This article by Dana de Greff appeared in The Miami New Times.
Physical and symbolic lines have long divided the island of Hispaniola. On the one side is Haiti, on the other, the Dominican Republic — two vastly different countries that have had a turbulent history. The Dominican Republic, which has a population of about 10 million, has both benefited from and criticized the illegal migration of Haitians. In 2013, the Dominican Constitutional Court ruled that children born to migrant non-citizen parents were no longer automatically considered citizens. The ruling also stated that citizenship would only be granted to people who were born to at least one Dominican parent since 1929. In one fell swoop, an estimated 300,000 people were rendered stateless.
“I think going back that far, it’s almost as if [the Dominican government] is trying to erase this whole segment of history and population of people,” says Haitian-American novelist Edwidge Danticat. “It’s going back even before they had this huge recruitment of people to work on the sugarcane fields.”
Following protests and outrage from the international community, Dominican officials passed a law allowing people to apply for legal residency with a deadline of June 17. According to Dominican authorities, only 25,000 people have received their documents, while another 40,000 have been approved, and more than 66,000 are believed to have fled to Haiti to avoid deportation.
This past summer, Danticat visited two of the informal settlement camps that have sprung up along the southern border of Haiti: one in Malpasse, and the other in Anse-à-Pitres.
“It’s a really horrible situation in which people are in the most terrible sort of limbo you can imagine,” Danticat says. “The Dominican Republic says that many of the people in the camps have voluntarily returned, but if you talk to them they say that the law has empowered their neighbors to threaten them. Others were picked up by the police and were dropped at the border. In some cases women were abused. The majority of the people in the camps are people who don’t know Haiti at all, who speak mostly Spanish.”
Since the ruling, thousands of people have been caught between one government that wants them gone and another that is doing little to receive them.
“One of the reasons the Haitian government has given not to help [the displaced people] is that they don’t want to encourage them to settle there,” says Danticat. “The first lady has gone to visit [the camps], the prime minister has gone to visit, but they’ve done nothing for these people. We have to get past being a witness to seeing what things we can actually do — and that’s why I took my kids to see the camps.”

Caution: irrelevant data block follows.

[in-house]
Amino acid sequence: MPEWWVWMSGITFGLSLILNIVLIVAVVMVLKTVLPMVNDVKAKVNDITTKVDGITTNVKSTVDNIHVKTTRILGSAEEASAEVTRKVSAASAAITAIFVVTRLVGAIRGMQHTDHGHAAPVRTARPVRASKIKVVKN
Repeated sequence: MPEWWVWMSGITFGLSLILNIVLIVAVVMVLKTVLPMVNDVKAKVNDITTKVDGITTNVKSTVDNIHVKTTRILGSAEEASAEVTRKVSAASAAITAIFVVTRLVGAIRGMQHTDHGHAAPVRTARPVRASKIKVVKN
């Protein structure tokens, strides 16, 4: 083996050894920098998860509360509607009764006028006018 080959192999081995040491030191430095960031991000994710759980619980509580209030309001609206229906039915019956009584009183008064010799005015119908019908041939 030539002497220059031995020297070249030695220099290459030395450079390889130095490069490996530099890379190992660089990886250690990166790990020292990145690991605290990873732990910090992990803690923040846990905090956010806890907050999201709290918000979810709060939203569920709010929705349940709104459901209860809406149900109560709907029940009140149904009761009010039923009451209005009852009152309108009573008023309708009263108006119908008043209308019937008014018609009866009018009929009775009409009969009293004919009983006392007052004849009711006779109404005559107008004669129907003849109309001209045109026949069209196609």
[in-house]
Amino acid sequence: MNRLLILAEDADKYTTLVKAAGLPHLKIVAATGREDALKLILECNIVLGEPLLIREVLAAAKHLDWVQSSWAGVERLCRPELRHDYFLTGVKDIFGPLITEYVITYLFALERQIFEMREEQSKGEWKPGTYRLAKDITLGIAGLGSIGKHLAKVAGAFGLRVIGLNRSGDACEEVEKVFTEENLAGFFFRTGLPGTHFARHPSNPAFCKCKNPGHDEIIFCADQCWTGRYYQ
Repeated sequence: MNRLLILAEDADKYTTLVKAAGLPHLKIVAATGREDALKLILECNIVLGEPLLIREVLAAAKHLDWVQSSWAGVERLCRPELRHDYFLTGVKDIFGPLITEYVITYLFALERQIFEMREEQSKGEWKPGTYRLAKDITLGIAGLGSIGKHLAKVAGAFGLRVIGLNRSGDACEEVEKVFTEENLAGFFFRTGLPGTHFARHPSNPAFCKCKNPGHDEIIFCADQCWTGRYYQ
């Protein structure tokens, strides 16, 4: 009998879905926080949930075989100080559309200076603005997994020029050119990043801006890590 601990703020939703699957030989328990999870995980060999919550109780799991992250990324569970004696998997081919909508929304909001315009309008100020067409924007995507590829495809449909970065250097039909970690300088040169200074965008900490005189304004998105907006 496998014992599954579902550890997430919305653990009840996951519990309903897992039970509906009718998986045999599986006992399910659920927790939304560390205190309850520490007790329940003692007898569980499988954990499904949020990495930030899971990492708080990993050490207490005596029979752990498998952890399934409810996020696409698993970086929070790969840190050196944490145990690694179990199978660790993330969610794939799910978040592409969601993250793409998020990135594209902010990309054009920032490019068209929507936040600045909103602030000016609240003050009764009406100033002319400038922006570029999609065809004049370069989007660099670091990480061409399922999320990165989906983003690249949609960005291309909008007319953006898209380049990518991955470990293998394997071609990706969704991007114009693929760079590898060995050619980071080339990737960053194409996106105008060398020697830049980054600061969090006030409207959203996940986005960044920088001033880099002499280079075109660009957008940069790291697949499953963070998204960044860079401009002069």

The xenophobia in the Dominican Republic and the conflict between the two countries goes back centuries, but many believe a crucial turning point came with El Corte, the 1937 Trujillo-mandated massacre where tens of thousands of Haitians (along with Dominicans who looked dark enough to be Haitian or could not roll the “r” in perejil, the Spanish word for parsley) were executed by Dominican soldiers.
“This situation isn’t new to me because I’ve had family members who have gone to the Dominican Republic ever since I was a kid,” says Danticat. “It’s the eternal dilemma. Governments say, ‘We want your blood and sweat for our business, for our construction, for our sugarcane, but we just don’t want you to live among us.’”
The question that remains is how to deal with the current migrant crisis, and how to prevent it from happening again in the future. Because there are elections coming up on October 25 in Haiti, it seems like the perfect time for change.
“The Haitian government can do more to provide more opportunities to people so they don’t have to travel en masse to places where they’re treated so deplorably and ejected at will,” Danticat says. “I think that migration should be one of the Haitian government’s main concerns, and it should be at the top of everyone’s list who is running for president so we don’t always find ourselves in these situations.”
And of course, it doesn’t only fall to Haiti and the Dominican Republic to be aware of these issues. Those of us living in the U.S., especially in Miami where there is a large Haitian population, should also take action.
“You can’t underestimate the power of information,” says Danticat. “I think our obligation as individuals should fall within the realm of our economic actions and how they reflect our responsibility to others. The way we spend our money should reflect whatever values we have and not further feed machineries of injustice.”